State attorneys general nationwide have continued to be aggressive consumer protection law enforcers. In the wake of April’s unanimous Supreme Court decision curtailing the Federal Trade Commission’s (FTC) ability to recoup equitable monetary relief from businesses accused of fraudulent or deceptive practices, state-level enforcement activity and state-federal coordination are expected to increase. In fact, just days after our recent webinar a coalition of state AGs wrote to Congress supporting legislation that would restore the FTC’s authority, while noting that “the states’ own enforcement efforts are fortified through collaboration with the FTC.” In that webinar, Venable partners Eric Berman, of our Advertising and Marketing Group, and Erik Jones, of our eCommerce, Privacy, and Cybersecurity Group, addressed state AG enforcement trends and strategies for responding to a state AG investigation.
Q: How do state AGs become aware of the issues or complaints that might drive an investigation?
A: Consumer complaints drive regulatory investigations, and state AGs may become aware of these complaints in a variety of ways. Consumers can file complaints directly with a state AG office, either online, via telephone hotline, or via “snail mail.” State AG staff may access the FTC’s Consumer Sentinel, a consumer complaint database that is free and available to any federal, state, or local law enforcement agency. State AG lawyers and non-lawyer investigators scour the Better Business Bureau (BBB) websites and so-called “gripe” sites, and may pose as consumers themselves to “secret shop” a targeted business. Finally, state AGs might become aware of your marketing practices through disgruntled former employees (or board members), competitor complaints, national and local media coverage, or referrals from other law enforcers.
Q: How do state AGs decide which cases to pursue?
A: State AGs don’t have unlimited resources to investigate every complaint they receive, so they have to prioritize. Regulators consider various criteria, such as:
- Type of injury
- Whether the conduct is causing significant monetary harm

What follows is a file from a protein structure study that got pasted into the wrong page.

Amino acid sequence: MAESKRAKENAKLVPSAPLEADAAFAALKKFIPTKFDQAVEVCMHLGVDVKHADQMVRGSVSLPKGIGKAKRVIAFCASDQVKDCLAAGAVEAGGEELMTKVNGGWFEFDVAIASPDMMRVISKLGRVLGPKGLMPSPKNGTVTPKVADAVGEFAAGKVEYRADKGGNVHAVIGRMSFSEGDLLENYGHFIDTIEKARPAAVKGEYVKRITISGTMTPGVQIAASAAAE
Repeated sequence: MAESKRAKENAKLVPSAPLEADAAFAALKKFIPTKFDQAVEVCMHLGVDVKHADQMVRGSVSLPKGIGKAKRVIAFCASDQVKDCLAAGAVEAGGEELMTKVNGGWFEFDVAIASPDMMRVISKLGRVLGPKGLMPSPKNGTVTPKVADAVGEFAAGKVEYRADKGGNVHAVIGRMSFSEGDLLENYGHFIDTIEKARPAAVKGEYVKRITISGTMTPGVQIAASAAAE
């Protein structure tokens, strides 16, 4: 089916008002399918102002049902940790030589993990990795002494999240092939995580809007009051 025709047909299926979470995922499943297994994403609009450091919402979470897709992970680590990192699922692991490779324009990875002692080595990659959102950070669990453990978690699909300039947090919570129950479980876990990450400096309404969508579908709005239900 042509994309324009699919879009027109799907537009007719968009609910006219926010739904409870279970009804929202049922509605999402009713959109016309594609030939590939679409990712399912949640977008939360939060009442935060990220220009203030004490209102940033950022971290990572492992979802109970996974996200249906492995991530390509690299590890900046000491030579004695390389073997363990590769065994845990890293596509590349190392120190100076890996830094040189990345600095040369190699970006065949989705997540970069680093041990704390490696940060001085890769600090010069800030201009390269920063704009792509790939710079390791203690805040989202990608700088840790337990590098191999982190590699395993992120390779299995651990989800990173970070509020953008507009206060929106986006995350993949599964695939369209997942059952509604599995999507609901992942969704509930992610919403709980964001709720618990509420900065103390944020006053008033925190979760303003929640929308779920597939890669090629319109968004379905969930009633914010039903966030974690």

- Whether there is a risk to public health
- The characteristics of the victims (i.e., seniors, children, other vulnerable populations)
Some industries or business models are generally considered to be at higher risk of scrutiny. Also, outside pressure to open an investigation, for example from Capitol Hill, an influential trade group, or the media can impact the likelihood of a state AG’s office opening a case.
Q: How do state AGs prioritize their work?
A: State AGs have broad authority and can focus that authority on different issues or marketing practices at different times. They will consider questions such as: What’s happening in the marketplace? What problems are clearly affecting a wide swath of consumers? What issues in the news is the country trying to understand? Given their jurisdiction, state AGs will be in the middle of those conversations. In the 1990s, state AGs were embroiled in litigation over tobacco advertising. In the 2000s, state AGs were very much involved in all of the suits and investigations related to the financial crisis. Today, antitrust is a priority, and there are a number of investigations relating to “big tech.” Healthcare – hospital mergers and opioid marketing – continues to be an issue. Price gouging has been a focus. So have privacy and data security, charity fraud, and countering hate and discrimination. Workers’ rights have become an increasing focus in some offices. The areas of interest are quite varied and impact numerous industries.
Q: How do state AGs organize among themselves?
A: Some argue that the 1990s tobacco litigation came to fruition when state AGs figured out that they can really be a force when working together. The National Association of Attorneys General (NAAG) provides training for AGs so that they understand how to use their authority. They also host conferences devoted solely to consumer protection. These are events where attendees can gain some insight into what the AGs are focused on and where they are heading. It’s an opportunity to engage with them, push back in areas where you think they are getting it wrong, or ask questions if you’re trying to better understand what it is they are doing or what their priorities are. Relationships with state AGs need not only be defensive (i.e., responding to an investigation); it is often beneficial to proactively develop relationships with these enforcers so that you can advocate directly for your position on important issues.
Q: I’ve noticed a trend of AGs going after second-tier entities such as consultants and ad agencies. Do you think this is something to look for in the future in other categories?
A: We have seen this trend at both the federal and state level. Federal regulators have for years looked beyond the alleged “fraudsters and scammers” to target entities that they believe support or facilitate fraud. The FTC has in several cases pursued banks and payment processors that it believed were facilitating fraudulent conduct (even though – outside of the Telemarketing Sales Rule – the FTC lacks aiding and abetting authority), and the DOJ famously engaged in similar tactics during “Operation Chokepoint.” As noted, this is something that we also see at the state level and would expect it to continue.
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